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English Subject Leadership

At Gilded Hollins, we have a number of aims to ensure our children are able to succeed in the wider-world once leaving us. We provide many learning and wider opportunities, across both key stages, which enable children to speak with clarity, confidence and expression, and to take account of their audience, purpose and differing situations.

We ensure all children are able to listen attentively and with understanding in order to respond to others to teach children effective communication, both verbal and non – verbal, through a variety of drama activities.

A whole school priority is encouraging a love of reading within our children. Because our children leave us being able to confidently read, we are setting them up for the next stage on their learning journey. We teach children the skills to become a reflective reader, through contact with interesting fiction and non-fiction texts.

e also ensure children leave us as writers. Children in all classes write every week for a range of purposes and for a variety of audiences. Teachers plan to ensure the writing is something meaningful or of interest to the children. This planning approach ensures children are able to express themselves clearly and creatively through their own writing. To ensure our children have the best chance of success, we develop their ability to discuss and evaluate their own writing and that of others.

We also ensure all children have a broad base of strategies to help them with spelling, punctuation and grammar in their writing. As we have a recognised school handwriting style, all children are taught to develop a neat, clear and fluent handwriting style.

Intent

The aims of the English Curriculum at Gilded Hollins is to:

  • enable children to speak with clarity, confidence and expression, and to take account of their audience, purpose and differing situations
  • enable children to listen attentively and with understanding in order to respond to others to teach children effective communication, both verbal and non – verbal, through a variety of drama activities
  • encourage a love of reading for pleasure, information, interest and to widen children’s knowledge of the world
  • give children the skills and reflective reader, through contact with interesting fiction and non-fiction texts
  • to improve the planning, drafting and editing of their written work
  • enable children to express themselves clearly and creatively through their own writing
  • give children a broad base of strategies to help them with spelling, punctuation and grammar
  • help children to develop a neat, clear and fluent handwriting style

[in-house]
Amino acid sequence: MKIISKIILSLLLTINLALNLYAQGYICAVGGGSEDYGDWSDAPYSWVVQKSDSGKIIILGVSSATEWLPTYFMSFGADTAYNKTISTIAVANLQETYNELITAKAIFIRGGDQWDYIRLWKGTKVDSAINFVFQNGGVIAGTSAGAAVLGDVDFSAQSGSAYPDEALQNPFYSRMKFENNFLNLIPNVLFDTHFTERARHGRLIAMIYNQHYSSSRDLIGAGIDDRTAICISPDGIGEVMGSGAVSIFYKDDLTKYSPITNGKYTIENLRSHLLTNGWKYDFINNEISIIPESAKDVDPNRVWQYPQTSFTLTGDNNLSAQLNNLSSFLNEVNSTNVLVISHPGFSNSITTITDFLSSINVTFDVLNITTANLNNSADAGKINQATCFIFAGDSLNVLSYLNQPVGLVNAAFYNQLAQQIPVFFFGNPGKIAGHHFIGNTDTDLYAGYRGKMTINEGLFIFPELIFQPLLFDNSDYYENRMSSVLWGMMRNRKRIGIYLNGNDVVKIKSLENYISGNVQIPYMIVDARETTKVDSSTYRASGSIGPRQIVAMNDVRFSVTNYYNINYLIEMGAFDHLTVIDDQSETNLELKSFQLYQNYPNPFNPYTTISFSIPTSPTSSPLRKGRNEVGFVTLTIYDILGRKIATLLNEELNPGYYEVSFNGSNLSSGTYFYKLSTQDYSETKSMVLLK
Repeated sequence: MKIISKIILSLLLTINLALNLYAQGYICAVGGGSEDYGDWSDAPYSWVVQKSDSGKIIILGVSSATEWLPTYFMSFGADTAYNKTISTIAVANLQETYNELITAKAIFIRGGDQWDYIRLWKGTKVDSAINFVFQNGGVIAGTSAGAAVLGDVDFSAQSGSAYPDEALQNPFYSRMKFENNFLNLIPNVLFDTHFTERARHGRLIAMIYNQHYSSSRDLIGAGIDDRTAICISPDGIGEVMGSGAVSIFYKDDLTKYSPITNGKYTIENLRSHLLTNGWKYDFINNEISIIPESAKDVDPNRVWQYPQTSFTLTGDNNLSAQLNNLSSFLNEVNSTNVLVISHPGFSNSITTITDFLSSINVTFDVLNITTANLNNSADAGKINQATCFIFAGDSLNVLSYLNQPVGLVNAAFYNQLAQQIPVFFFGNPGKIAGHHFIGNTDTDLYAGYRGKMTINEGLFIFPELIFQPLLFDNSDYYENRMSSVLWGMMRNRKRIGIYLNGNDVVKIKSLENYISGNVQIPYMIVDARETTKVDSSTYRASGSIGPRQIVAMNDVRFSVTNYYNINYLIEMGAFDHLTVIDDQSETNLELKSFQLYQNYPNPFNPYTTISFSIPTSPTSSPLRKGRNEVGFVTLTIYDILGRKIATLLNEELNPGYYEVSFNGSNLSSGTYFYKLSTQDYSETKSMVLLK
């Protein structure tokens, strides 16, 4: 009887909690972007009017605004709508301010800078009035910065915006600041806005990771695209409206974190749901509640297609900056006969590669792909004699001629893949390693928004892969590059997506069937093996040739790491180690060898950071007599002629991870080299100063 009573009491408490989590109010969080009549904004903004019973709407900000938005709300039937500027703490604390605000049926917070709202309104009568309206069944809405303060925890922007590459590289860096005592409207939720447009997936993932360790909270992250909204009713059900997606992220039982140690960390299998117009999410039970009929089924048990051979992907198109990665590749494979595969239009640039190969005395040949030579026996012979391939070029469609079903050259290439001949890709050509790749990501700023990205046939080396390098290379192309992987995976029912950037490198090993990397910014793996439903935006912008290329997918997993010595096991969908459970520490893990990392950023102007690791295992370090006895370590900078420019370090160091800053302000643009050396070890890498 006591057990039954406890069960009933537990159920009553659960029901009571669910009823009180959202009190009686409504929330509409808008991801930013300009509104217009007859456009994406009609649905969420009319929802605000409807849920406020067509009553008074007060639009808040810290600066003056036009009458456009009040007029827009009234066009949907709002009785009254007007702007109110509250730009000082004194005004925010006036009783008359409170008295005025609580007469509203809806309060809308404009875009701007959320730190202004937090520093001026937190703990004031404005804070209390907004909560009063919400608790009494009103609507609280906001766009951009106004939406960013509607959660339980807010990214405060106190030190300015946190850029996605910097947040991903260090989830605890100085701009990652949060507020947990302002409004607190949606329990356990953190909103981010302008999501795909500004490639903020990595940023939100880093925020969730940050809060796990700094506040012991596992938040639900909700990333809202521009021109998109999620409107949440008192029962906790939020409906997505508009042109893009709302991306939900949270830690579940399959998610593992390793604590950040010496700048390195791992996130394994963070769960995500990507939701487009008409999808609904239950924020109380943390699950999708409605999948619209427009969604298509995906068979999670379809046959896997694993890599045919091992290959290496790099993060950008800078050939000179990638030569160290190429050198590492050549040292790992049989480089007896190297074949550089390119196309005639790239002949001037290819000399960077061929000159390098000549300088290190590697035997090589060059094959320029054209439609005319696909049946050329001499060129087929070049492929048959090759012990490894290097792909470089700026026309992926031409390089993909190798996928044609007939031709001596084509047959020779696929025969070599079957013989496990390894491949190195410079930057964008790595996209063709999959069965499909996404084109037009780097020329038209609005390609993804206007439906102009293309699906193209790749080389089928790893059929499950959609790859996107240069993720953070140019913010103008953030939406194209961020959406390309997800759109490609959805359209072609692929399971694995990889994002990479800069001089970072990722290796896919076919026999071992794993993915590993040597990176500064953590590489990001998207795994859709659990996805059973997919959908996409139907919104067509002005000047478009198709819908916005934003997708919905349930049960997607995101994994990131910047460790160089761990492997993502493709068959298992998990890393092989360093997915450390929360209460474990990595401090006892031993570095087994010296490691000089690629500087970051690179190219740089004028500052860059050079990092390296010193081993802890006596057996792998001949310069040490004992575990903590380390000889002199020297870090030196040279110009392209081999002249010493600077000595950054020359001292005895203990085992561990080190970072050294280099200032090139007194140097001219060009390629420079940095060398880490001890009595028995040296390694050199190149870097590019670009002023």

• develop the children’s ability to discuss and evaluate their own writing and that of others

 

How the subject is taught:

English is taught across the school using good quality texts as a stimulus for learning.  Each class has at least one whole-class text that is read, shared and enjoyed by all, every term.  These may link to the learning challenge or the interests of the particular cohort.

Teachers plan using a bespoke key skills programme for reading and writing, written to match the exact needs of our learners. Objectives are taken from the New Curriculum as well as various best practice guidelines.  This ensures broad objectives are broken down in to child-friendly language enabling the precise and explicit teaching of basic skills.  It is an expectation that children then apply and practise these skills across the curriculum.  For example, writing non-chronological reports in history or science or an explanation text in geography.

 

Within a weekly period, each class will be taught one lesson with a discrete grammar focus; one comprehension or reading skills lesson; a lesson based on text analysis followed by a series of lessons where children may participate in shared or group writing as well as planning and scripting their own piece of writing. It is at the teacher’s discretion as to how they order these lessons.  Children will be given the opportunity to act upon feedback and edit and improve their independent writing during lesson time.

 

How the subject is taught:

English is taught across the school using good quality texts as a stimulus for learning.  Each class has at least one whole-class text that is read, shared and enjoyed by all, every term.  These may link to the learning challenge or the interests of the particular cohort.

Teachers plan using a bespoke key skills programme for reading and writing, written to match the exact needs of our learners. Objectives are taken from the New Curriculum as well as various best practice guidelines.  This ensures broad objectives are broken down in to child-friendly language enabling the precise and explicit teaching of basic skills.  It is an expectation that children then apply and practise these skills across the curriculum.  For example, writing non-chronological reports in history or science or an explanation text in geography.

 

Within a weekly period, each class will be taught one lesson with a discrete grammar focus; one comprehension or reading skills lesson; a lesson based on text analysis followed by a series of lessons where children may participate in shared or group writing as well as planning and scripting their own piece of writing. It is at the teacher’s discretion as to how they order these lessons.  Children will be given the opportunity to act upon feedback and edit and improve their independent writing during lesson time.